Jacob Ludwig Felix Mendelssohn-Bartholdy (1809-1847), German composer and conductor, was born into a privileged and intellectual Jewish Hamburg family who converted to Christianity (and added the Bartholdy) when he was 7. From a young age he had the opportunity to meet and be affected by the scientific and literary greats of German society through his family; and from a young age his genius was recognized.
By his mid-teens he had written 13 string symphonies and an opera, and at seventeen wrote two of the pieces for which he is famous today – the overture to “A Midsummer Night’s Dream” and the equally charming Octet. From the age of twenty he travelled extensively for the next 16 years (he was particularly welcome in England where he was a favourite of the royal family) before settling in Leipzig to found the conservatorium there and conduct the famous Gewandhaus orchestra.
He is counted with Robert Schumann and Frederic Chopin – who were both a year younger – as the leaders of a more lyrical, less dramatic, romanticism. His music is exceptionally tuneful, always approachable, but sometimes seems facile, even banal. He wrote in all forms, although his operatic works were either withdrawn or unfinished. Many are descriptive works; even his symphonies, two of which reflect his travels (the “Scottish” and the “Italian”) and others, such as the “Reformation” with definite programmes. He was one of the first to use the stand-alone - or concert - overture as a musical form. (The overture to “A Midsummer Night’s Dream” is one, written many years before he was commissioned to write the incidental music for an actual performance of the play; and the “Hebrides” overture (“Fingal’s Cave”) is a concert favourite and one of the great musical seascapes.) He wrote one of the great 19th century violin concertos, and his oratorio “Elijah”, written late in life, is a masterpiece. favourite His works include:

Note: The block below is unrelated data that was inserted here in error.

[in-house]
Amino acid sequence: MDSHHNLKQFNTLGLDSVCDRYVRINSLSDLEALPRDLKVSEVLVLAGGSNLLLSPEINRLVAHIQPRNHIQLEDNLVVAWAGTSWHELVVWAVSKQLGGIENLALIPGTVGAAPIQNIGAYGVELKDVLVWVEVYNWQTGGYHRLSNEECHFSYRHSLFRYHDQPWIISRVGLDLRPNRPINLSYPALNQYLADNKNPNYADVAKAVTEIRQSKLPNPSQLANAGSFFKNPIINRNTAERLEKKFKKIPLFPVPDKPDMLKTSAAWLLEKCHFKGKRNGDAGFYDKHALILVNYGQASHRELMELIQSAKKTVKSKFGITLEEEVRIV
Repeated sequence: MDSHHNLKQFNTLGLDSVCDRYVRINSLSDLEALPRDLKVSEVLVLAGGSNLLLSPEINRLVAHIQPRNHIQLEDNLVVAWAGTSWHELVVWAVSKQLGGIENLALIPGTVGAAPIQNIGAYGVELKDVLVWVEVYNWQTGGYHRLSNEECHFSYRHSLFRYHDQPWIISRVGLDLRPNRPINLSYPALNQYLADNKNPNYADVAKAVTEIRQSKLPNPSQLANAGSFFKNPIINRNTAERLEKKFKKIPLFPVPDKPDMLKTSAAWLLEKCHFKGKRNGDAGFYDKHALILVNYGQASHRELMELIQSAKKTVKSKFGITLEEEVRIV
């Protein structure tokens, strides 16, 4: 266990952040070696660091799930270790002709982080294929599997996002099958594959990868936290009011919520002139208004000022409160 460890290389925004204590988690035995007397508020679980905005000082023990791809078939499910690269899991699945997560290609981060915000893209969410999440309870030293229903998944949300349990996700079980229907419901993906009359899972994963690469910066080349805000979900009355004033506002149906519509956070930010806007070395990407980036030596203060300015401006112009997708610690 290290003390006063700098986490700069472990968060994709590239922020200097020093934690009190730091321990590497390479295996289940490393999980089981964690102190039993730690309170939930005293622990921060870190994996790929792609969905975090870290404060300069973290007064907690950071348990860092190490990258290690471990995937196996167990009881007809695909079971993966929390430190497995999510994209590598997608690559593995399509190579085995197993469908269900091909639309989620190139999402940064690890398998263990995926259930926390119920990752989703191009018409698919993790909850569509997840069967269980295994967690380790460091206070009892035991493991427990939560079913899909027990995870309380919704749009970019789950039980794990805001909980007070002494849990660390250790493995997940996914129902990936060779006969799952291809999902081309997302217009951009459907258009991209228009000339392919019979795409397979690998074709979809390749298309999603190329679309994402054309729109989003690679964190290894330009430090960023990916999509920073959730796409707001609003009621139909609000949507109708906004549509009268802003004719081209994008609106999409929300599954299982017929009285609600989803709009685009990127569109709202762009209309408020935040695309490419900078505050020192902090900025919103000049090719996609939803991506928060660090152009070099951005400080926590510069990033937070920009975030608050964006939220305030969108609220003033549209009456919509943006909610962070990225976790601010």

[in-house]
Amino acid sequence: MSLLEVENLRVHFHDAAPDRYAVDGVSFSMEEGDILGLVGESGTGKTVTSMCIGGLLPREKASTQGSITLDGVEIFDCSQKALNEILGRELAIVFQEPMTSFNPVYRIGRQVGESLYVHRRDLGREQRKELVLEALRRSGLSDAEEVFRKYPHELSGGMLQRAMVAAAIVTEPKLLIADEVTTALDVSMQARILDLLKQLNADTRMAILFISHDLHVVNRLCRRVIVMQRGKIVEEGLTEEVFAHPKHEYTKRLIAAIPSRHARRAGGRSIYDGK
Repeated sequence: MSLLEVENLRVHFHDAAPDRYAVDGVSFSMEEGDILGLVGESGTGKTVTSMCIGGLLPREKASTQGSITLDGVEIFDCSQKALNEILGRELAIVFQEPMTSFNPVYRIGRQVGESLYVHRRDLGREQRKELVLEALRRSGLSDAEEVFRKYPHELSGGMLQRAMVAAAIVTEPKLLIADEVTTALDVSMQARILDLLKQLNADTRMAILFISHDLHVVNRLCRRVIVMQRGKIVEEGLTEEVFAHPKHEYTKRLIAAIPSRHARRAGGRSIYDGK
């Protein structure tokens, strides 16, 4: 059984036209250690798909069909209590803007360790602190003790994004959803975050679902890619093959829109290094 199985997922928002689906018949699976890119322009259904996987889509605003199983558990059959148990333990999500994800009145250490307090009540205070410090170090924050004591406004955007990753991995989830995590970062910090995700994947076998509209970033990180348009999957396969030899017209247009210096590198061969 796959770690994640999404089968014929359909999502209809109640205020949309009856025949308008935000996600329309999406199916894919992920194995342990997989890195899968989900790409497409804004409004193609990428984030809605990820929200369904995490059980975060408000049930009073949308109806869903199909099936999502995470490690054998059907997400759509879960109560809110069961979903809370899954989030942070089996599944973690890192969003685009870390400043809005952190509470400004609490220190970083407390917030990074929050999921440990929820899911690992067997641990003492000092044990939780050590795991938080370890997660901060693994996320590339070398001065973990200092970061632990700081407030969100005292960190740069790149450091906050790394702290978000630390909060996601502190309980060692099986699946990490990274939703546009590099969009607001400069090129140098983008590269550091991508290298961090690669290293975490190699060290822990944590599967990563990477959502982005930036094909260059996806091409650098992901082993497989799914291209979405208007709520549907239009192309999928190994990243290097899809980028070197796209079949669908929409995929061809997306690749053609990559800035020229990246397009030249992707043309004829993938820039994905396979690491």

- Five Symphonies, only the first of which is “un-named”; (No.2: “Hymn of Praise”; No.3: “Scottish”; No.4: “Italian”; No.5: “Reformation”.)
- Other orchestral music include the early “string symphonies”, a number of concert overtures and incidental music for six plays; 2 piano concertos, and the violin concerto.
- His choral music includes two major oratorios (“St. Paul” and “Elijah”) and much else (psalms, cantatas, hymns, over 60 choral songs.)
- He wrote over 70 songs, 12 duets and some concert arias.
- His chamber music includes a number of string quartets, piano quartets, 2 delightful piano trios, sonatas for clarinet, cello, viola and violin, and other works.
- He wrote for the organ and the piano - his “Songs without Words” are particular favourites.
Mendelssohn has a prominent place in the history of conducting. He was one of the first to use the modern baton; and pioneered the use of a single conductor in choral woks. (Previously the conductor directed the choir, leaving the orchestra to the first violin.) He can also be given credit for his part in the resurrection of the music of J.S. Bach, which had been neglected for generations.
Felix Mendelssohn died after a series of strokes in 4th November 1847, only months after the sudden death of his much loved sister, Fannie Mendelssohn-Bartholdy (Hensel) of an aneurysm. His ill-health in the final months of his life was exacerbated by his grief and almost certainly hastened his much too early death.
Reference: “The Grove Dictionary of Music”